This study proposes to evaluate the effectiveness of an early intervention for children with cleft lip and palate to facilitate speech and vocabulary development and prevent the habituation of compensatory articulation use in Brazil. This research will be conducted at the Hospital for Rehabilitation for Craniofacial Anomalies-University of Sao Paulo-Bauru in collaboration with Dr. Inge Trindade with the companion grant of Dr. Nancy Scherer, R21DC009654, and 7-1-2009 to 6-30-2011. This application will utilize methodology, training manuals and modules developed as part of an R21 that is assessing the efficacy of the Enhanced Milieu Teaching with Phonological Emphasis (EMT/PE) for young children with CLP in the US in a randomized comparison with a traditional speech intervention.
The specific aims of the proposed investigation will: 1) Translate intervention training components of EMT/PE into Portuguese and develop a protocol for video demonstration of EMT/PE, 2) Train Speech-Language Pathologists and graduate students at Hospital for Rehabilitation of Craniofacial Anomalies-University of Sao Paulo (HRCA-USP) in EMT/PE. Three SLP's at HRCA-USP-Bauru and 2 satellite clinics in the Sao Paulo area and Rio Grande do Sul will be trained to reliably conduct the EMT/PE. Graduate students in speech-language pathology at HRCA-USP and East Tennessee State University will be trained in research methodology associated with the EMT/PE project, and 3) Conduct a group study with random assignment to an EMT/PE intervention treatment or a "business as usual" control group to assess the delivery of the EMT/PE intervention for children with CLP in Brazil. The study will examine 24 children with nonsyndromic cleft lip and/or palate at three time points;pre-treatment, (T0) immediately following treatment (T1) and 3 months following treatment (T2). Speech and language outcome measures to be assessed in the evaluations and during the intervention include vocabulary measures from parent report and language sample (i.e., the number of different words), vocalization rate, turn-taking and parent word use at home (LENA) and speech measures (i.e., consonant inventory, intelligibility rating, percent consonants correct, and percent of compensatory articulation use). The data will be analyzed using the difference-in-differences (DID;Ashenfelter &Card, 1985) approach to test for treatment effects and maintenance of treatment effects. The gains observed in the treated children will be contrasted against any gains observed in the control children.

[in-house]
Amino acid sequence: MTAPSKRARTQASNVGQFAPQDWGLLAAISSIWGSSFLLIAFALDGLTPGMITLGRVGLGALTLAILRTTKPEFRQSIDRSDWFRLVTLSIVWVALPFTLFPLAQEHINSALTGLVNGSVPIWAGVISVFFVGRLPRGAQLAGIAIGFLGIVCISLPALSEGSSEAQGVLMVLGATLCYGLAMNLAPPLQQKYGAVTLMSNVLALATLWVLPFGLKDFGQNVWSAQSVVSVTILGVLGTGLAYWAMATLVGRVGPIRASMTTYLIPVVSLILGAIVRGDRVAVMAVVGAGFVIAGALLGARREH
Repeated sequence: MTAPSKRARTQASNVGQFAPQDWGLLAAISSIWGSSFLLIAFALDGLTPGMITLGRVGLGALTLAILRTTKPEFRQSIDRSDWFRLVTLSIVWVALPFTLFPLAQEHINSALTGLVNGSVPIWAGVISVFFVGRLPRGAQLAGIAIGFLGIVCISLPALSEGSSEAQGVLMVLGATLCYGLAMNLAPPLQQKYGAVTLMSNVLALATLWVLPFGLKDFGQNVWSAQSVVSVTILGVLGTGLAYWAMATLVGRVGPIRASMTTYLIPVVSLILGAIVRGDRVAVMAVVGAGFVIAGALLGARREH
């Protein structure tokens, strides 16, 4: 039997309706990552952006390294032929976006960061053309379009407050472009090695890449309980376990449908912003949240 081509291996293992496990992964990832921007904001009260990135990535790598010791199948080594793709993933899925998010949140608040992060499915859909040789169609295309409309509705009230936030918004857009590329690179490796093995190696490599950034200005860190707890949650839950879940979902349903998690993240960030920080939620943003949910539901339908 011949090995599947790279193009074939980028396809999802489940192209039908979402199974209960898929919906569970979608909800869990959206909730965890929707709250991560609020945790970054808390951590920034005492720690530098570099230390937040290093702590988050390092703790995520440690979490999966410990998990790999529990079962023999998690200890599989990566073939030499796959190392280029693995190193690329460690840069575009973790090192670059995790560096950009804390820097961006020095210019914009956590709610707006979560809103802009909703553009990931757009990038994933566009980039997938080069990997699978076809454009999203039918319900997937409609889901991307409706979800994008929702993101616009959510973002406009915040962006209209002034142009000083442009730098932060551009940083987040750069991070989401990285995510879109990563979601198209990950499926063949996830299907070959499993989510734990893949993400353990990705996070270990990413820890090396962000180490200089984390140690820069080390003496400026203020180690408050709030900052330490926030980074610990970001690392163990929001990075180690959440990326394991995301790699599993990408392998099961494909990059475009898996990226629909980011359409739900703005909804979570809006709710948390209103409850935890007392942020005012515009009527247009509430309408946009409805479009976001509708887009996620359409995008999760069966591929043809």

The incidence of cleft lip and palate (CLP) is 1:600 births worldwide and presents a significant social stigmata and health risk for children in developing countries. Communication deficits are a primary contributor to the long term outcome for children with CLP due to speech and language delays associated with structural deficits. There has been significant progress in training physicians in emerging nations to provide early surgical intervention. And many countries, including Brazil, are turning their attention to developing speech and language intervention models for their children. This study proposes to evaluate the effectiveness of an early intervention for children with cleft lip and palate to facilitate speech nd vocabulary development and prevent the habituation of compensatory articulation use. This study will be conducted at Hospital for Rehabilitation of Craniofacial Anomalies- University of Sao Paulo;Bauru, Brazil and satellite clinics in Sao Paulo and Rio Grande do Sol. This application will utilize methodology and training developed as part of Principal Investigator's R21 that is assessing the efficacy of the Enhanced Milieu Teaching with Phonological Emphasis (EMT/PE) for young children with CLP in the US. The proposed investigation will translate intervention training components of EMT/PE into Portuguese and train Speech-Language Pathologists and graduate students at Hospital for Rehabilitation of Craniofacial Anomalies-University of Sao Paulo (HRCA-USP) in EMT/PE. This study will examine 24 children with CLP in a repeated-measures design with random assignment to treatment and selection of matched control subjects across 3 time points prior to intervention (T0), post treatment (T1) and 3 months after treatment (T2). The study will be conducted at HRCA-USP and two satellite clinics, San Bernardo (near Sao Paulo) and Rio Grande do Sol, Brazil to assess the delivery of the EMT/PE intervention for children with CLP. This study has the potential to impact the early speech and language development of a group of children with cleft palate who experience significant early speech and language deficits despite aggressive early surgical intervention. Further, information and training on early intervention for children with CLP will be disseminated through development of an innovative early intervention training website and online training in Portuguese hosted by USP-Sao Paulo.